There are a lot of foodies down south, and with the recent boom of new restaurants in Molito and The CommerCEnter in Alabang, as well as a new wave of excellent bistros and coffee shops in BF Parañaque, things are definitely looking up!

One of the newest Japanese restaurants in the south is Kessaku, that serves up traditional Japanese favorites with a delectably delightful twist. Owned by the ridiculously talented Chef Rob Goco and his partners, they offer the Alabang crowd an interesting take on Japanese cuisine.

The new CommerCEnter in Alabang is an up-and-coming hang out for people in the south – they have The Black Pig, an awesome watering hole that serves really good food, an “express” version of Rockwell’s popular Kulinarya Kitchen, and now, the sister of it’s popular Japanese spot in Greenhills, Yumi.




While perusing the menu, one may want to try their temaki, otherwise known as sushi on steroids. For something simple, choose from the likes of cones of fresh tuna Tekka Temaki (Php 110), brightly colored California Temaki (Php 120), and a creamy salmon Sake Temaki  (Php 110). I favor the more complex temakis more, like the flavorful eel Unagi Temaki (Php 187), rich sea urchin Uni Temaki (Php 110), and something with a little heat, the Spicy Tuna Temaki (Php 130).




One of the highlights at Kessaku is definitely the Foie Gras Roll (Php 395) – creamy little pieces of foie is served atop a little rice roll and bound together with a strip of nori. No need to dip this into any sauce, just take it from the plate and take a big bite, enjoying the feel of the rich, creamy duck liver covering your palate. This is pretty badass, if I do say so myself.

If East-meets-West makes you zen out, you mustn’t skimp on the Foie Gras Roll (Php 395). This can be quite cloying if you eat too much of it too fast, so pace yourself with this and enjoy the delicate flavor with the other meatier dishes.




A prettily plated dish with softshell crab being the main ingredient is the Spider Roll (Php 285). I found the overall presentation pretty interesting, although I mostly enjoyed the end bits with the crunchy crab legs than the middle rolls as you get more flavor and texture there.

The Ebi Tempura Crunchy Roll (Php 225) is a must order every time I go back to Kessaku. Always one for texture, the contrast between the soft sushi rice, nutty black sesame seeds, prawn tempura, and crunchy tempura batter makes for a really nice maki combination.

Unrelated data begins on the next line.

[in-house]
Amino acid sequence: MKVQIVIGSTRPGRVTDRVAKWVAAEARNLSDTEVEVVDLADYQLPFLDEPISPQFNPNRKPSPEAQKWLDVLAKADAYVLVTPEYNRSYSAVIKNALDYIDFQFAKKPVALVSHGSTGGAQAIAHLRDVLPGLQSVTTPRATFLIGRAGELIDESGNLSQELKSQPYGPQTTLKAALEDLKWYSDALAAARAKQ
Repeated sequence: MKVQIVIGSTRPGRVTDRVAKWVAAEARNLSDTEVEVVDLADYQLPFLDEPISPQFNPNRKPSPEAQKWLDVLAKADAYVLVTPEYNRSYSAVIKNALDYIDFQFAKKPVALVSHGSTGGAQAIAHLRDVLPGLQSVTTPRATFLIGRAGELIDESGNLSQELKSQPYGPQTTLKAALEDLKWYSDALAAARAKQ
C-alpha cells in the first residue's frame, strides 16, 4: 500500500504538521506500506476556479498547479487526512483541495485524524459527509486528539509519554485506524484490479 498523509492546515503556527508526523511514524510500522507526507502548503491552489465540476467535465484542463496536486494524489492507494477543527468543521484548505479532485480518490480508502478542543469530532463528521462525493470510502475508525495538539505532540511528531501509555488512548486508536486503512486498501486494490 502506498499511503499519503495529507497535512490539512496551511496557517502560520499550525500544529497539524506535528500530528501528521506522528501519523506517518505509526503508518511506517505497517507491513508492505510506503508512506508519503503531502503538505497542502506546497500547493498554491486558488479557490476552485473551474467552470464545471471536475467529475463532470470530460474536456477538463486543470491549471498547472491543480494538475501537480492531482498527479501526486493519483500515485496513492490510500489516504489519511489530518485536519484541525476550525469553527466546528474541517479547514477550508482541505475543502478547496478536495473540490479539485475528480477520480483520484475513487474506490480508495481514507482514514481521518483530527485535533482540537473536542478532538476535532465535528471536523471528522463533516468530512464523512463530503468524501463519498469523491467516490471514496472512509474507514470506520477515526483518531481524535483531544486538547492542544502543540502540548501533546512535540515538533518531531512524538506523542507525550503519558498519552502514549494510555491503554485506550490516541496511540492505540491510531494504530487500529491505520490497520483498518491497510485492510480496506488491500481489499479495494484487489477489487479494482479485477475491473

Another favorite of mine that afternoon was Kessaku’s special makimoni they call Symphony (Php 380). Starting off with a base made of fried sushi rice, this is then piled on with layers of spicy salmon, spicy tuna, shredded kani, and two kinds of fish roe. It was like a grenade of Japanese spiciness that lingered on the tongue and made you want to go in for “just another bite”, something of an upgraded spicy tuna salad. If you plan on ordering just one dish at this place, order this!




Celebrate a birthday, christening, or christening at Kessaku with their Party Tray (Php 988) laden with five types of maki. This one had Beef Teriyaki Rolls, Philadelphia Rolls, Smoked Salmon Rolls, Dragon Rolls, andParadise Rolls.




I’m usually not one for tempura, but the Ushi Ebi Tempura (Php 650/ 8 pieces) was crispy and crunchy with surprisingly less oil than I assumed it would be dripping with. Here’s a top tip when eating tempura: instead of dipping it in the tentsuyu, squeeze lemon juice on it instead and sprinkle a little bit of salt on top. Bam!




Wanting to try the same lemon-salt tip on something else, I attacked the Softshell Crab Tempura(Php 395/ 8 pieces) with gusto, my seasoning weapons at hand. This was definitely a lot more enjoyable with the fresh citrusy flavors and a hint of salt than soaking it in the usual tempura dipping sauce.




For those looking for a meatier dish that also had the equal amount of vegetables, the Mixed Kamameshi (Php 450) is a good option, served with beans, sprouts, and julienned vegetables as well as chunks of beef, pork, shrimp, and mushrooms with all the short-grain Japanese rice hiding underneath. Give it a good toss up before tucking into its mishmashed form.

If you work nearby and are looking to get a quick lunch in before heading back to work, Kessaku’s selection of Donburi bowls will not disappoint. The Tendon (Php 265) is a mix of ebi and vegetable tempura served with a tentsuyu dipping sauce. You can hear all the crunching happening from across the room.




I particularly like the thin pieves of beef sirloin in Kessaku’s Gyudon (Php 240) donburi, topped with an egg yolk to make for a creamier meal when everything is mixed together, much like how they serve meat at sukiyaki restaurants.

The glistening glaze and slight char on the Tori Teriyakidon (Php 215)is hard to resist as well. The sweet sauce that covers the lean grilled chicken breast, allowing for just enough of an indulgence for those watching their waistlines.




Winding down from your meal, a classic favorite at the Japanese establishment is the Vanilla Bean Crème Brûlée (Php 120). Simple and straightforward, it is nothing out of the ordinary, but makes for a nice reprieve from all the tempura and sticky short-grain Japanese rice.

Something that I thought was very Rob Goco in character – bringing out the best of both cuisines – was the Crispy Banana & Jackfruit (Php 155). Wrapped in a thin wrapper and fried then served with vanilla ice cream, this is quite the Filipino twist on the usual tempura’d banana split.




Lastly, for those like myself who equate Japanese dessert with matcha, Kessaku has a devilishy good Green Tea Tempura Ice Cream (Php 165) made with matcha green tea, coated in tempura batter and drizzled with chocolate syrup.


Kessaku is located at the ground floor of the CommerCEnter, Filinvest City, Muntinlupa and is open daily from 10am – 10pm. For inquiries or reservations, please call +63 2 403 3445.